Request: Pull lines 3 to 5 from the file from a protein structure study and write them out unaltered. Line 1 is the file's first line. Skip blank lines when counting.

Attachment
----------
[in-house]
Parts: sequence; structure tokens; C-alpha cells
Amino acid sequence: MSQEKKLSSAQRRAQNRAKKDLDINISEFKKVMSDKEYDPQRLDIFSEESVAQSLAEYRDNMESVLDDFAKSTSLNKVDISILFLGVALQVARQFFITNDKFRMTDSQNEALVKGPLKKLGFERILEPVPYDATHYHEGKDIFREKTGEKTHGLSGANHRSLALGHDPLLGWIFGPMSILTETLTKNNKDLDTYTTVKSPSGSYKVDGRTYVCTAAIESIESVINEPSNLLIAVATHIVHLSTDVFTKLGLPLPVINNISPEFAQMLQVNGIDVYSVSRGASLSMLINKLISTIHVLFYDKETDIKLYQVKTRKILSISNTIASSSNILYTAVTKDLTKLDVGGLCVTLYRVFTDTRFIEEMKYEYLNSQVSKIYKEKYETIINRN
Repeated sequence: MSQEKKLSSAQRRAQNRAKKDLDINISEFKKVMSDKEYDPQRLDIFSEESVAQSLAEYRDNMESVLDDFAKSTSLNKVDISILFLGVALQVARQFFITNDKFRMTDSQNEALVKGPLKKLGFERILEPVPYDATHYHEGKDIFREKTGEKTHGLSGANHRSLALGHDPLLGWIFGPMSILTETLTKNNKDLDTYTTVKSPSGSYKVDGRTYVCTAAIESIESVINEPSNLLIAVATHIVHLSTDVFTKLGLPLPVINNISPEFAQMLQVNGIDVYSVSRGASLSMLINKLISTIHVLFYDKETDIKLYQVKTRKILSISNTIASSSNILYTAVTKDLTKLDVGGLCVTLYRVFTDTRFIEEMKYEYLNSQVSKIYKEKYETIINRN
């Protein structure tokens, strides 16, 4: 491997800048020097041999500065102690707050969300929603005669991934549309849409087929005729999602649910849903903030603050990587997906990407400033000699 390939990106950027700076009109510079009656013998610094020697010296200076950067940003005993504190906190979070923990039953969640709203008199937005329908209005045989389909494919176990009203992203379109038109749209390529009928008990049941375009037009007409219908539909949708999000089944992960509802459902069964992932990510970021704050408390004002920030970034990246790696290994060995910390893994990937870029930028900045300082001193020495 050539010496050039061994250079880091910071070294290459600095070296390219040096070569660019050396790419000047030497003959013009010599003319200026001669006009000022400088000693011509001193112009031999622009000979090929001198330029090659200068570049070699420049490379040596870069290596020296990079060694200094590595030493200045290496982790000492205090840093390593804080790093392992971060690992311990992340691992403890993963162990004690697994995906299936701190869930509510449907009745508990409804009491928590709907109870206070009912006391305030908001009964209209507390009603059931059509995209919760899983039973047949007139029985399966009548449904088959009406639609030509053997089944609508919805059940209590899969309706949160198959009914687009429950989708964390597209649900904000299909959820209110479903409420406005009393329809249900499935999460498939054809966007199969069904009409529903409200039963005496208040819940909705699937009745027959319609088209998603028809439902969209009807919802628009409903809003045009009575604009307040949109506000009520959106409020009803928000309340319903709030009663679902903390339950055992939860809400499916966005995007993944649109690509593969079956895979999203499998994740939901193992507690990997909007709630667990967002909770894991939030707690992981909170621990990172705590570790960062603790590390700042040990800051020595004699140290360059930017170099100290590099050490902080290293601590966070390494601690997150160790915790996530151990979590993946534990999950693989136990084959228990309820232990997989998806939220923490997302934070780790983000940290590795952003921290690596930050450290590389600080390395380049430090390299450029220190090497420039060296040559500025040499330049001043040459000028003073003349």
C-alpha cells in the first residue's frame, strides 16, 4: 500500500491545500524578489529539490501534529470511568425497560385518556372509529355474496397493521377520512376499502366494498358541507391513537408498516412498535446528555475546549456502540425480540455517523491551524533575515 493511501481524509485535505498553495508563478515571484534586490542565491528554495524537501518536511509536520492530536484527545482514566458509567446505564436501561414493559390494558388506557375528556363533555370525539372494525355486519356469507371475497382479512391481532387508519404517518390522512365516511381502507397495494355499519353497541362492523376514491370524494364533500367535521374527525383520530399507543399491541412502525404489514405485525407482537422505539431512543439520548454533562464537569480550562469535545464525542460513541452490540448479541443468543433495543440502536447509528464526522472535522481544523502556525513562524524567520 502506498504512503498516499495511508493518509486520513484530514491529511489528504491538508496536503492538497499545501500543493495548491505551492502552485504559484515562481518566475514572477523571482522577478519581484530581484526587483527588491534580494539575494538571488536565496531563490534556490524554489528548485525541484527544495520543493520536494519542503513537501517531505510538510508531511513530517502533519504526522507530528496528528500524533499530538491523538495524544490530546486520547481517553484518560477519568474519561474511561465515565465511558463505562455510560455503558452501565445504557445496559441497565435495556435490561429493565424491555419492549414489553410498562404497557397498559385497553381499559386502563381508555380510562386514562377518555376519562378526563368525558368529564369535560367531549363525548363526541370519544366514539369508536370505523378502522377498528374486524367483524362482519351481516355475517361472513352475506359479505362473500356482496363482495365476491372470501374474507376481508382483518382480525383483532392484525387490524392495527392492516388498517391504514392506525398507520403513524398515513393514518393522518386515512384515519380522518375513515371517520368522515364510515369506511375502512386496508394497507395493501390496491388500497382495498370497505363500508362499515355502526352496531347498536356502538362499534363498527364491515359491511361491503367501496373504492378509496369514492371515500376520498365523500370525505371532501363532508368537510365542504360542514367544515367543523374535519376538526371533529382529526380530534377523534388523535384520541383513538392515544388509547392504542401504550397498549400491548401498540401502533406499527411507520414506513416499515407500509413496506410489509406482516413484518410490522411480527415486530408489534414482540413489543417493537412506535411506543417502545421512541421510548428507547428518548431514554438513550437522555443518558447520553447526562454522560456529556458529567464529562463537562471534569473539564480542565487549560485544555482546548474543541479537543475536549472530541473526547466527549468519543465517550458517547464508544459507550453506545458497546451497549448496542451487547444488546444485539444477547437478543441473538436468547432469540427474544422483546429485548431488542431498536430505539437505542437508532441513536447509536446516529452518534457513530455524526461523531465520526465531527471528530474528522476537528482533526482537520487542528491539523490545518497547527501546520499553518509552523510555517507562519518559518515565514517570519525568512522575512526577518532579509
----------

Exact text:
Amino acid sequence: MSQEKKLSSAQRRAQNRAKKDLDINISEFKKVMSDKEYDPQRLDIFSEESVAQSLAEYRDNMESVLDDFAKSTSLNKVDISILFLGVALQVARQFFITNDKFRMTDSQNEALVKGPLKKLGFERILEPVPYDATHYHEGKDIFREKTGEKTHGLSGANHRSLALGHDPLLGWIFGPMSILTETLTKNNKDLDTYTTVKSPSGSYKVDGRTYVCTAAIESIESVINEPSNLLIAVATHIVHLSTDVFTKLGLPLPVINNISPEFAQMLQVNGIDVYSVSRGASLSMLINKLISTIHVLFYDKETDIKLYQVKTRKILSISNTIASSSNILYTAVTKDLTKLDVGGLCVTLYRVFTDTRFIEEMKYEYLNSQVSKIYKEKYETIINRN
Repeated sequence: MSQEKKLSSAQRRAQNRAKKDLDINISEFKKVMSDKEYDPQRLDIFSEESVAQSLAEYRDNMESVLDDFAKSTSLNKVDISILFLGVALQVARQFFITNDKFRMTDSQNEALVKGPLKKLGFERILEPVPYDATHYHEGKDIFREKTGEKTHGLSGANHRSLALGHDPLLGWIFGPMSILTETLTKNNKDLDTYTTVKSPSGSYKVDGRTYVCTAAIESIESVINEPSNLLIAVATHIVHLSTDVFTKLGLPLPVINNISPEFAQMLQVNGIDVYSVSRGASLSMLINKLISTIHVLFYDKETDIKLYQVKTRKILSISNTIASSSNILYTAVTKDLTKLDVGGLCVTLYRVFTDTRFIEEMKYEYLNSQVSKIYKEKYETIINRN
């Protein structure tokens, strides 16, 4: 491997800048020097041999500065102690707050969300929603005669991934549309849409087929005729999602649910849903903030603050990587997906990407400033000699 390939990106950027700076009109510079009656013998610094020697010296200076950067940003005993504190906190979070923990039953969640709203008199937005329908209005045989389909494919176990009203992203379109038109749209390529009928008990049941375009037009007409219908539909949708999000089944992960509802459902069964992932990510970021704050408390004002920030970034990246790696290994060995910390893994990937870029930028900045300082001193020495 050539010496050039061994250079880091910071070294290459600095070296390219040096070569660019050396790419000047030497003959013009010599003319200026001669006009000022400088000693011509001193112009031999622009000979090929001198330029090659200068570049070699420049490379040596870069290596020296990079060694200094590595030493200045290496982790000492205090840093390593804080790093392992971060690992311990992340691992403890993963162990004690697994995906299936701190869930509510449907009745508990409804009491928590709907109870206070009912006391305030908001009964209209507390009603059931059509995209919760899983039973047949007139029985399966009548449904088959009406639609030509053997089944609508919805059940209590899969309706949160198959009914687009429950989708964390597209649900904000299909959820209110479903409420406005009393329809249900499935999460498939054809966007199969069904009409529903409200039963005496208040819940909705699937009745027959319609088209998603028809439902969209009807919802628009409903809003045009009575604009307040949109506000009520959106409020009803928000309340319903709030009663679902903390339950055992939860809400499916966005995007993944649109690509593969079956895979999203499998994740939901193992507690990997909007709630667990967002909770894991939030707690992981909170621990990172705590570790960062603790590390700042040990800051020595004699140290360059930017170099100290590099050490902080290293601590966070390494601690997150160790915790996530151990979590993946534990999950693989136990084959228990309820232990997989998806939220923490997302934070780790983000940290590795952003921290690596930050450290590389600080390395380049430090390299450029220190090497420039060296040559500025040499330049001043040459000028003073003349």